Fig. 1

Pyramid representation shows the spectrum of the population that requires mental health and psychosocial support as well as some examples of mental health stressors. The majority of the population have mild psychological symptoms and form the base of the pyramid. The pyramid tapers towards the top, with the number of people decreasing as the severity of symptoms increases. These levels and demarcations are not rigid and are for illustrative purposes.

Fig. 2

Inverse pyramid representation shows the amount of mental health resources typically used to attend to the needs of the population and some examples of psychosocial intervention. Self-care is important and applicable to everyone. Arrows: refer if red flags noted.

Having a keen knowledge of existing formal and informal resources can be very useful, including patients’ family and friends; fellow colleagues or professionals; community leaders; schools; centres for the elderly, the youth and the vulnerable (e.g. those with disabilities); social workers; and the healthcare system. Some mental health and psychosocial support helplines including online counselling options in Singapore are listed in Box 1.

Box 1

Mental health and psychosocial support helplines in Singapore (accessed 29 June 2020):

Self-care and healthy coping strategies are important and applicable to all individuals. These include healthy diet, sleep, physical and relaxation exercises, maintenance of social contact, avoidance of unhealthy habits (e.g. spending too much time looking for information on the outbreak), and avoidance of unhealthy substances such as tobacco, alcohol and other drugs to cope with one’s emotions. Some people may be able to draw on life skills and experience gained from previous adversity to help them cope with the present situation. For those who are unaccustomed to accepting or seeking help and support, we can advise that it is normal for people to require support from one another during a crisis and that taking good care of oneself is a form of responsibility towards others.

The following five principles have been found to be helpful in psychosocial interventions.(11,12) In applying these principles, we should also be mindful of the culture of the affected person. We should foster a sense of: (a) safety – educating people on what they are dealing with (e.g. a viral infection) and how to protect themselves; (b) self and community empowerment – help people learn how to inform and equip themselves with reliable information and how to seek help (Box 1); (c) connectedness – keeping in touch with family and friends/support network (through calls and technology during a movement restriction period), promoting social interaction and activities through outreach activities by care and community centres; (d) calm – reassurance, addressing falsehoods and providing strategies and advice on relaxation and calming techniques using various media including print, television, radio and online videos and apps; and (e) hope – public communication to focus on what is being done, resources available to help affected people, hopeful messages and stories of people who have overcome their difficulties.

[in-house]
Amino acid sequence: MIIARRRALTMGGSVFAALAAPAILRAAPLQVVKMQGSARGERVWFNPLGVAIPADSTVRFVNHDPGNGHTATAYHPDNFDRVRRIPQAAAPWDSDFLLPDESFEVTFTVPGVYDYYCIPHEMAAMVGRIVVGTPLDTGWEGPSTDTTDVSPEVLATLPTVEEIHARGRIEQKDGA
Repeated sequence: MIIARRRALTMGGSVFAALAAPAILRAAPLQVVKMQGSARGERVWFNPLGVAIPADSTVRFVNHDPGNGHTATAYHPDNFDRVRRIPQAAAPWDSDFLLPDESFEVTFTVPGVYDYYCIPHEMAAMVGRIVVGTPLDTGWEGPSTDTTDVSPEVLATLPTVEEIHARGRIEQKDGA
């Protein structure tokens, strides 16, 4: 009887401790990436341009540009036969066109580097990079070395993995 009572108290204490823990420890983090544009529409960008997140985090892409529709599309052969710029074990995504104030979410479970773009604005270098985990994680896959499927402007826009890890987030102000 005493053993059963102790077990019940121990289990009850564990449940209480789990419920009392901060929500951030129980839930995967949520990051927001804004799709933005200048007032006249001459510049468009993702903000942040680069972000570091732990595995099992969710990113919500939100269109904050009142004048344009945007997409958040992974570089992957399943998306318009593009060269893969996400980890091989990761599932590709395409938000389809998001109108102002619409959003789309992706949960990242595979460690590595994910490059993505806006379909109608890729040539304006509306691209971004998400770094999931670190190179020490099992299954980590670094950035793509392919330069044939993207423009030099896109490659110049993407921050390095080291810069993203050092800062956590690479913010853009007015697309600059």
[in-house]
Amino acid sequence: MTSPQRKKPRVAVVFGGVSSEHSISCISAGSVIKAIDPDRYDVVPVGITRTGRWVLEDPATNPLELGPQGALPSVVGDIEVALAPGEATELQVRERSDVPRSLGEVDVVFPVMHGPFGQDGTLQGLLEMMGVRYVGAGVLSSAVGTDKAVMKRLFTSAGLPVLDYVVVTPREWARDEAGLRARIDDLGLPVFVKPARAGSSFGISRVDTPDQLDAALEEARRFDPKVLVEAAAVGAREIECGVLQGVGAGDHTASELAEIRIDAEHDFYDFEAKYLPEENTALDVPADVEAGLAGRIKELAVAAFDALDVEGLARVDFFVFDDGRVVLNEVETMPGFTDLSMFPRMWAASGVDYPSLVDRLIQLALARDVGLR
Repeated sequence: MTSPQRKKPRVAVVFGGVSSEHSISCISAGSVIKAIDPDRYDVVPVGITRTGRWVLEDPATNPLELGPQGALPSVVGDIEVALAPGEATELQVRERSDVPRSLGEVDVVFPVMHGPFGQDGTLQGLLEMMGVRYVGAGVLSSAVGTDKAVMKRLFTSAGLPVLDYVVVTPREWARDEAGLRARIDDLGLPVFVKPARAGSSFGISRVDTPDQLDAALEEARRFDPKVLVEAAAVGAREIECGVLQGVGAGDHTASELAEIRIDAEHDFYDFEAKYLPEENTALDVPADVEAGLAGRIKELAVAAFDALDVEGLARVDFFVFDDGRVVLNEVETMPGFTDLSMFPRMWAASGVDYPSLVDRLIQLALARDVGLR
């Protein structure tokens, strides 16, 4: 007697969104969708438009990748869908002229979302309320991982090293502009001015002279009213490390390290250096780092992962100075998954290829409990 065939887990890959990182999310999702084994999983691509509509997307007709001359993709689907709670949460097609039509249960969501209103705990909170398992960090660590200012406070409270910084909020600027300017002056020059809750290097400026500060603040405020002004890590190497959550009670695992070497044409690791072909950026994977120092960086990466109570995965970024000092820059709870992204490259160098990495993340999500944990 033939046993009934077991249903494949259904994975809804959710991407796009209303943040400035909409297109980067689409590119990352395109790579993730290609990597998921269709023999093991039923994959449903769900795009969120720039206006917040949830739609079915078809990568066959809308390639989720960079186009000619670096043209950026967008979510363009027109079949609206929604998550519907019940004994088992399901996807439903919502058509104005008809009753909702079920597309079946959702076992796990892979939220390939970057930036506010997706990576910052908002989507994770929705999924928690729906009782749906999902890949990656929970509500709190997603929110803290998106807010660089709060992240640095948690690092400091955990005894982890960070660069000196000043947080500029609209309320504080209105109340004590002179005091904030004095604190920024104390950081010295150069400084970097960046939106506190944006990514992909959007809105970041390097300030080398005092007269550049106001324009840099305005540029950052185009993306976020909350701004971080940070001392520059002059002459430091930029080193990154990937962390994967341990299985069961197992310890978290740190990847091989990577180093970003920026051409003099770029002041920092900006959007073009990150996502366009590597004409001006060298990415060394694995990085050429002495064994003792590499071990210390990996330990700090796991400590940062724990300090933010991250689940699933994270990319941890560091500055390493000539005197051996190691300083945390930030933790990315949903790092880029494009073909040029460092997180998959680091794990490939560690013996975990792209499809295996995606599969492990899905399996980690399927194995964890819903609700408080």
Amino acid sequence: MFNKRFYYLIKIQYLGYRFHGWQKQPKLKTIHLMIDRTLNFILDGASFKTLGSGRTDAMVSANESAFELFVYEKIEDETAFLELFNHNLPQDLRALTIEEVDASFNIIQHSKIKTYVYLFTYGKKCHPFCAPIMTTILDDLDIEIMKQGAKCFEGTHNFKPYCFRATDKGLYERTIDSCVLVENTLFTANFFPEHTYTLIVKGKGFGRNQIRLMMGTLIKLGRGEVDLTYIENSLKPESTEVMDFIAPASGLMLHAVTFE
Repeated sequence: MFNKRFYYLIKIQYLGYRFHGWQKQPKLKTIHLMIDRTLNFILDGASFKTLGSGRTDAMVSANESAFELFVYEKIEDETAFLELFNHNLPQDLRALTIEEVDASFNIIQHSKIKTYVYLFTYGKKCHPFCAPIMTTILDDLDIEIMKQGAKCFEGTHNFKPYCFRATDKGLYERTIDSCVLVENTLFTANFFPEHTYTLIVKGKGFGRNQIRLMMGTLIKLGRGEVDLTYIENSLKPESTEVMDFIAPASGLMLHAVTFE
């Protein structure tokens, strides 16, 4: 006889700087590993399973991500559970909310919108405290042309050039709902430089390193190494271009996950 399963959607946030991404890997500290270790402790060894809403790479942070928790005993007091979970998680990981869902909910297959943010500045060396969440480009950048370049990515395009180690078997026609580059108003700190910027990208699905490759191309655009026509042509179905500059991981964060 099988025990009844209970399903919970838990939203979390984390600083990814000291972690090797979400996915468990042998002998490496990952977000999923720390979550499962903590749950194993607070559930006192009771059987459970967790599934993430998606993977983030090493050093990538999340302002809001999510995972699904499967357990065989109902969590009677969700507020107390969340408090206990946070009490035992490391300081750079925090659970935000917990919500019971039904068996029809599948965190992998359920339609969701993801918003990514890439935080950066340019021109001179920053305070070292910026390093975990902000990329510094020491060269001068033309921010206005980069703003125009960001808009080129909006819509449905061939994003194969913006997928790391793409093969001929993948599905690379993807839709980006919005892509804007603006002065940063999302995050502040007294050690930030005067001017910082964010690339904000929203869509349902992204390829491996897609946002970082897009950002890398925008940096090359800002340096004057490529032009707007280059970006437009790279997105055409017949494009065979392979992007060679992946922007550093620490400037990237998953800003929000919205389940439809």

Before discharging patients from a consultation, educate them on red flags that should prompt them to seek help or medical attention and how they can do so.

Monitoring and reviewing patients

We should review and monitor patients whom we are managing to ensure that our treatment and recommendations are working and to identify red flags that indicate a need to escalate care or seek further help from community partners. Besides face-to-face consults, teleconsultation can be considered for selected patients. It is also good practice to check in with patients whom we have referred for further management in the community or for further psychiatric management.

The periods of movement restriction and the aftermath of the emergency are good times for individuals to examine and reflect on what is important to them, lessons learnt, what was helpful or unhelpful, and how they can and will do better. Likewise, it is helpful for us and for our society to continually review and refine our objectives, processes and systems.

Caring for healthcare and response workers

Healthcare and response workers have similar mental health and psychosocial needs during healthcare emergencies. Examples of stressors and interventions that are more pertinent to healthcare and response workers are found in Table I. Self-care and healthy coping strategies are crucial. It is advisable to have regular check-in sessions with ourselves or with family and friends to ensure that we do not get overwhelmed. We should also look out for and support one another. Accept and seek help when needed so that we can continue to fulfil our roles well and not worry our loved ones. Although it may not be easy amid the demands brought about by the crisis, we should also aim to reflect regularly and improve ourselves and our systems and processes for better coping and mental health.

Table I

Examples of stressors and support for healthcare and response workers.